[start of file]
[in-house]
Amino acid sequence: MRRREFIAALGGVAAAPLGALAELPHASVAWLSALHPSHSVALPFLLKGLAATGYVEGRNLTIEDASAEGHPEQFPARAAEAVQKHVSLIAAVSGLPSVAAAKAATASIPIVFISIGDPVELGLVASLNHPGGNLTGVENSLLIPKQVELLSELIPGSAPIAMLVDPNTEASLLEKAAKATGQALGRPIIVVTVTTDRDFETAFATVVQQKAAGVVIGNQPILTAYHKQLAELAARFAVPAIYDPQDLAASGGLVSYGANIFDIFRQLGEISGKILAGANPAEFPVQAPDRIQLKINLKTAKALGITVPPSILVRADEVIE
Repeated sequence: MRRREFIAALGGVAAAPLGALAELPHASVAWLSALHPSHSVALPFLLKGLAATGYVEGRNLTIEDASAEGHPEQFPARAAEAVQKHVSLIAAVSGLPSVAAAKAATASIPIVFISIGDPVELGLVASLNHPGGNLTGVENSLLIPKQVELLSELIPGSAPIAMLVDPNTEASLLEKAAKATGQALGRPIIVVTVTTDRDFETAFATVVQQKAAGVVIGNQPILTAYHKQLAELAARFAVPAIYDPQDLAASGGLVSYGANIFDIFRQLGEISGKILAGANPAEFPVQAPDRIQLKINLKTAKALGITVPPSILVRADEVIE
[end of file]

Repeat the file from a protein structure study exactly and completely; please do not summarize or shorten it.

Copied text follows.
[in-house]
Amino acid sequence: MRRREFIAALGGVAAAPLGALAELPHASVAWLSALHPSHSVALPFLLKGLAATGYVEGRNLTIEDASAEGHPEQFPARAAEAVQKHVSLIAAVSGLPSVAAAKAATASIPIVFISIGDPVELGLVASLNHPGGNLTGVENSLLIPKQVELLSELIPGSAPIAMLVDPNTEASLLEKAAKATGQALGRPIIVVTVTTDRDFETAFATVVQQKAAGVVIGNQPILTAYHKQLAELAARFAVPAIYDPQDLAASGGLVSYGANIFDIFRQLGEISGKILAGANPAEFPVQAPDRIQLKINLKTAKALGITVPPSILVRADEVIE
Repeated sequence: MRRREFIAALGGVAAAPLGALAELPHASVAWLSALHPSHSVALPFLLKGLAATGYVEGRNLTIEDASAEGHPEQFPARAAEAVQKHVSLIAAVSGLPSVAAAKAATASIPIVFISIGDPVELGLVASLNHPGGNLTGVENSLLIPKQVELLSELIPGSAPIAMLVDPNTEASLLEKAAKATGQALGRPIIVVTVTTDRDFETAFATVVQQKAAGVVIGNQPILTAYHKQLAELAARFAVPAIYDPQDLAASGGLVSYGANIFDIFRQLGEISGKILAGANPAEFPVQAPDRIQLKINLKTAKALGITVPPSILVRADEVIE